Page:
Rick Burin’s review published on Letterboxd:
Danny Rose: What'd you do, you divorced him, or got a separation, or what?
Tina Vitale: Nah, some guy shot him in the eyes.
Danny Rose: Really? He's blind?
Tina Vitale: Dead.
Danny Rose: Dead. Of course, 'cause the bullets go right through.
I don't think this is Woody's greatest film, but it's the one I return to most often: a sweet, funny, utterly charming tall tale - with hidden emotional heft - about a loveable Broadway talent agent (Woody Allen) trying to escort his best client's mistress (Mia Farrow) to a crucial show, and unwittingly incurring the wrath of the mafia.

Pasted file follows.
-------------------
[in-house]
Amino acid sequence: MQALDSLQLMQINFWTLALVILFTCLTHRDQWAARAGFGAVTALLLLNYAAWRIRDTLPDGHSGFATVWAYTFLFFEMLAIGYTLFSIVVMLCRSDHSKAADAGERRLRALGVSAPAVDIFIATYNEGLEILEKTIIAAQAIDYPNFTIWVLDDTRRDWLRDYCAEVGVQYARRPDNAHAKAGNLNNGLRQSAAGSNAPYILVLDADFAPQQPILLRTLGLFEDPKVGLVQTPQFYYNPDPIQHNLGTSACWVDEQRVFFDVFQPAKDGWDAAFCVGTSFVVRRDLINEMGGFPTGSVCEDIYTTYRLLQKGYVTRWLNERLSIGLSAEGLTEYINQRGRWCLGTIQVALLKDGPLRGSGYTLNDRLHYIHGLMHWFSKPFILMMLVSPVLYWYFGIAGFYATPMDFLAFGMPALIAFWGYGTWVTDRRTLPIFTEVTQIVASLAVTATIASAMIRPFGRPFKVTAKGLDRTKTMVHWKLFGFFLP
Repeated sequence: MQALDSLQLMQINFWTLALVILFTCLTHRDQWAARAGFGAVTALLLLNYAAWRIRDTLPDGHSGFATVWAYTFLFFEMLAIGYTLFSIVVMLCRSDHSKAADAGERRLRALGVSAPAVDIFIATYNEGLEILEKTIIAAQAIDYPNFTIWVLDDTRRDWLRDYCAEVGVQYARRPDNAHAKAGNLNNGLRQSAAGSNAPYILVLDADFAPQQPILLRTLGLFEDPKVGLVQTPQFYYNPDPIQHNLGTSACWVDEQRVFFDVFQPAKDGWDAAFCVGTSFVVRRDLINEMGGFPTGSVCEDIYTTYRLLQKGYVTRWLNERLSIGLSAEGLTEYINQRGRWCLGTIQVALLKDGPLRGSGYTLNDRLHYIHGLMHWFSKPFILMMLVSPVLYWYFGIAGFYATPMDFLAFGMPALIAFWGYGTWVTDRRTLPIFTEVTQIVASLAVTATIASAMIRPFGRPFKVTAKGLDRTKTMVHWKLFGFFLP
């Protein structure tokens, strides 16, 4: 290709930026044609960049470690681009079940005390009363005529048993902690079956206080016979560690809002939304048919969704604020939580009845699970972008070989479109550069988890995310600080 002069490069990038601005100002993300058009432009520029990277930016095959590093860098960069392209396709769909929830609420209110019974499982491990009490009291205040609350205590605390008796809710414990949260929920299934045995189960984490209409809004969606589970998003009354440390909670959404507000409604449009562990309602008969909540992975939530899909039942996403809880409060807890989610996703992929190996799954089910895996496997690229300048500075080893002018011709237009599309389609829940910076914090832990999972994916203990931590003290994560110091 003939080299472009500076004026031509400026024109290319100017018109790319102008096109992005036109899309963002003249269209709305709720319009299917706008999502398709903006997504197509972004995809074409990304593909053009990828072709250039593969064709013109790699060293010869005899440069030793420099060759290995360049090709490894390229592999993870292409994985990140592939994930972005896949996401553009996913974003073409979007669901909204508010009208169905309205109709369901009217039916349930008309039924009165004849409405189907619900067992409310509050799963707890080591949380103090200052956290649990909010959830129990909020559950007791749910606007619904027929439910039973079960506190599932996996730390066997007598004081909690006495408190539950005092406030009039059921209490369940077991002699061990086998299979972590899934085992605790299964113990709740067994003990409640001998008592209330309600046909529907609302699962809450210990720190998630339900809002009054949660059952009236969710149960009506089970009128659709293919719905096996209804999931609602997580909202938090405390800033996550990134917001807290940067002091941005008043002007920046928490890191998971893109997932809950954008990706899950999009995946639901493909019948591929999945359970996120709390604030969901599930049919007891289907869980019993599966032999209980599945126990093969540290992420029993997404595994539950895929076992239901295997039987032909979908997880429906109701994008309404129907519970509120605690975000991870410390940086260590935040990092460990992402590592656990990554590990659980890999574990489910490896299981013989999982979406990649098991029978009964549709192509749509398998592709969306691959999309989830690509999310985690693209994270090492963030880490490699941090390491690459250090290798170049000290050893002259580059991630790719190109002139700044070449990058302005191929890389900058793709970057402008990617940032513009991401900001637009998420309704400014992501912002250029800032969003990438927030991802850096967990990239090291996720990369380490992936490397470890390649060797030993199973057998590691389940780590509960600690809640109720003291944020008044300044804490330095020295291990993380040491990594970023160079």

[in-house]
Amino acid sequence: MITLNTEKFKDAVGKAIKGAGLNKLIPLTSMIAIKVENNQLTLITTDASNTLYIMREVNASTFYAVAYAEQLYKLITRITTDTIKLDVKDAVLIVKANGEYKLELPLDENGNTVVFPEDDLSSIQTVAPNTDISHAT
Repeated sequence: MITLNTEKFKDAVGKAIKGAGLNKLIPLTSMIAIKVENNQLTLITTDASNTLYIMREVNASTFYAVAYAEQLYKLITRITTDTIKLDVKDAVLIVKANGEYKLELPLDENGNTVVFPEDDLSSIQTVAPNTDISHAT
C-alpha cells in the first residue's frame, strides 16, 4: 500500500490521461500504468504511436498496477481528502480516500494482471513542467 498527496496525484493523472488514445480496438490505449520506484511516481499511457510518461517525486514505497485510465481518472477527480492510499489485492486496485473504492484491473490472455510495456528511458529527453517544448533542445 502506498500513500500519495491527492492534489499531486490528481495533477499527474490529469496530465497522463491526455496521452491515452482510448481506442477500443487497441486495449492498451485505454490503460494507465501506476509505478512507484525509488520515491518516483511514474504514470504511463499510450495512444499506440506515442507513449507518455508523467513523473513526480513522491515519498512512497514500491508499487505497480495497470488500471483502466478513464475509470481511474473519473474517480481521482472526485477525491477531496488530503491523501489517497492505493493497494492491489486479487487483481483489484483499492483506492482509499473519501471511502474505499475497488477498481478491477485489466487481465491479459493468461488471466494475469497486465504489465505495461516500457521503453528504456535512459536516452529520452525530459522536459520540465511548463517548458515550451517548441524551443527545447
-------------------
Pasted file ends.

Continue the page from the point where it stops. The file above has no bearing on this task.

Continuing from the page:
What seems at first glance a slight, minor movie holds untold pleasures, from Allen's script - stuffed with gems - to Gordon Willis's mesmerising monochrome cinematography, and an unforgettable, uncharacteristic performance from an unrecognisable Farrow, as the forceful, temperamental Tina Vitale, her late husband a juice man for the mob. "He made juice for the mob?" asks a baffled Allen.